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Guide to Highway Multiplexes

Highway multiplexes (also called concurrencies or overlaps) are found in nearly every state in the United States, as well as in many Canadian provinces and many nations worldwide. Multiplexes are simply highways that carry two or more official route numbers, indicating that two or more routes share the same pavement. Portions of the Pennsylvania Turnpike (I-70/I-76) and the Ohio Turnpike (I-80/I-90) are common examples involving interstates, though thousands of other examples can be found in US Routes, state routes, provincial routes, European Autoways, etc. This guide elaborates on the different types of multiplexes, presents their terminology, lists some of the superlative multiplex examples, and links to multiplex photo galleries on the web, with an emphasis on the multiplexes in the United States.

Glossary

  • multiplex (also, concurrency or overlap): a segment of highway shared by two or more signed or unsigned routes. Typically, shared interchange ramps, roundabouts, and single intersections are not considered a multiplex; the thru lanes are shared in multiplexes. Departments of transportation often use the terms concurrency or overlap, but all three terms are interchangeable. Multiplex allows specific names for multiplexes of two, three, etc. routes. The routes that share pavement in a multiplex are called multiplexed, concurrent, or overlapping.

Numbers of Routes

  • uniplex: one route (not really a multiplex)
  • duplex: two routes
  • triplex: three routes
  • quadruplex: four routes
  • quintuplex: five routes
  • sextuplex: six routes
  • septuplex: seven routes
  • octuplex: eight routes
  • nonuplex: nine routes
  • decuplex: ten routes
  • undecuplex: eleven routes
  • duodecuplex: twelve routes
  • tridecuplex: thirteen routes
  • quatuordecuplex: fourteen routes
  • quindecuplex: fifteen routes
  • multiplex: any number of routes (typically at least two)

Directions

  • same-way duplex: both routes have the same signed directions, e.g., N-S/N-S or E-W/E-W
  • perpendicular duplex: one route is signed N-S while the other is signed E-W, e.g., N-S/E-W or N-S/W-E
  • wrong-way duplex: the signed directions of one route are opposite those of the other route, e.g, N-S/S-N or E-W/W-E
  • same-way triplex: all three routes have the same signed directions, e.g., N-S/N-S/N-S or E-W/E-W/E-W
  • perpendicular triplex: two routes have the same signed directions, while the third route is signed in a perpendicular direction, e.g., N-S/N-S/E-W or E-W/E-W/S-N
  • wrong-way triplex: two routes have the same signed directions, while the third route is signed in the opposite direction, e.g., N-S/N-S/S-N or E-W/E-W/WE
  • three-way triplex: all three routes have different signed directions, e.g., N-S/E-W/S-N or E-W/S-N/WE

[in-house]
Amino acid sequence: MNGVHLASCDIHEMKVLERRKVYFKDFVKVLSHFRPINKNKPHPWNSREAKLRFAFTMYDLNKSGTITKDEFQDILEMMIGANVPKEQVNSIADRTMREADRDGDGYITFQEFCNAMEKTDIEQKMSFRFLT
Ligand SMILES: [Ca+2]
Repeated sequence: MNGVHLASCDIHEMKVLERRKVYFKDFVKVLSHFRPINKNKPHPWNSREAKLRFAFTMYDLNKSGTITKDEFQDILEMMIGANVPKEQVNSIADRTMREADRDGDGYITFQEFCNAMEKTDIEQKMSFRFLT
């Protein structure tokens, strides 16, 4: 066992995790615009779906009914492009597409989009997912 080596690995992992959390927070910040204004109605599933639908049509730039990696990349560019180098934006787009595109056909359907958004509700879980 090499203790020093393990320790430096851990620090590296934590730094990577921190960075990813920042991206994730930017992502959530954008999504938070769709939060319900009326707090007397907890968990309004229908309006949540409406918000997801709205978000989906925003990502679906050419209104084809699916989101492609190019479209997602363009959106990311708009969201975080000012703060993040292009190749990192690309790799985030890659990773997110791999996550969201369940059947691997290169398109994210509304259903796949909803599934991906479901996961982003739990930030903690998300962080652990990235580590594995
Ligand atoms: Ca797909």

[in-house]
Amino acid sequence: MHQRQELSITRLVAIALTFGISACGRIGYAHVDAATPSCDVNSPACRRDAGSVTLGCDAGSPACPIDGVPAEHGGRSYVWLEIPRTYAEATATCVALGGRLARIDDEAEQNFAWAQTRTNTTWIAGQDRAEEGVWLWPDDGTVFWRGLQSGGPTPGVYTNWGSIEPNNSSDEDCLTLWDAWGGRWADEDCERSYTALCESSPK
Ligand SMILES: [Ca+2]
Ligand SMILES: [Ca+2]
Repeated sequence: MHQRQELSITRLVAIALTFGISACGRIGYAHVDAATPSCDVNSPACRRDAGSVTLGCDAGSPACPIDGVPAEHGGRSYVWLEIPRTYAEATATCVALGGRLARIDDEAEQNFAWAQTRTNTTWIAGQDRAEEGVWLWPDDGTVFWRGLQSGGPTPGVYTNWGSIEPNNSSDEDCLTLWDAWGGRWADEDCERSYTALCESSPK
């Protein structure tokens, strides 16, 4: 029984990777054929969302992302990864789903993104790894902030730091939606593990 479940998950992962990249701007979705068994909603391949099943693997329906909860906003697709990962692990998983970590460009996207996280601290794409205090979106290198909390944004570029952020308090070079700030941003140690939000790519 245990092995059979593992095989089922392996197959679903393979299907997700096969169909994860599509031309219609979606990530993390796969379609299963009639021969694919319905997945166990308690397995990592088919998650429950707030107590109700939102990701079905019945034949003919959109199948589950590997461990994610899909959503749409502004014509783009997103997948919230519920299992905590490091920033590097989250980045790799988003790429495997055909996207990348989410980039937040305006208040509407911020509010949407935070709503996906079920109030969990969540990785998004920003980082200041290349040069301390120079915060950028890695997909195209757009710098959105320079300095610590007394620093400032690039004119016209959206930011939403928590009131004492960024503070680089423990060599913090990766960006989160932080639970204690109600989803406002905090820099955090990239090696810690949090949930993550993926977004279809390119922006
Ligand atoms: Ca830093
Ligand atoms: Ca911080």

• same-way quadruplex: all four routes have the same signed directions, e.g., N-S/N-S/N-S/N-S or E-W/E-W/E-W/E-W
  • perpendicular quadruplex: the four routes have a total of two distinct signed directions, and those two directions are perpendicular, e.g., N-S/N-S/E-W/E-W or E-W/E-W/E-W/S-N
  • wrong-way quadruplex: the four routes have a total of two distinct signed directions, and those two directions are opposite, e.g., N-S/N-S/S-N/S-N or E-W/E-W/E-W/WE
  • three-way quadruplex: the four routes have a total of three distinct signed directions, e.g., N-S/E-W/E-W/S-N or E-W/N-S/WE/WE
  • four-way quadruplex: each of the four routes has a distinct signed direction, e.g., N-S/E-W/S-N/WE
  • The above terms can be extended to quintuplexes, sextuplexes, etc.
  • same-way multiplex: all of the routes have the same signed directions
  • wrong-way multiplex: at least one pair of routes have opposite signed directions

Signing

Some of the following terms rely on the fact that some states, provinces, etc. have different internal and external route systems. In such areas, a section of road may be signed with a certain number of designations (according to the external system) while the department of transportation's referencing or bookkeeping system (the internal system) may have a different number of designations. For example, consider the case of a section of highway that is signed with two designations (like a duplex) so that motorists can follow either route, while the department of transportation refers to it with a single designation for simplicity.

  • signed multiplex: all routes are signed along the multiplex
  • hidden multiplex (also, secret or unsigned multiplex): only one route is signed along the multiplex, implying continuity of one route and discontinuity of the other route(s), yet all routes are truly continuous
  • partially signed multiplex: two or more, but not all, routes are signed along the multiplex, implying continuity of some routes and discontinuity of other routes, yet all routes are truly continuous
  • false multiplex: one route is continuous while another route begins/ends at two different junctions along the first route, so that the second, discontinuous route does not share pavement with the first, continuous route.

Other terms

  • unnecessary multiplex: one or more routes end at the end of the multiplex

 


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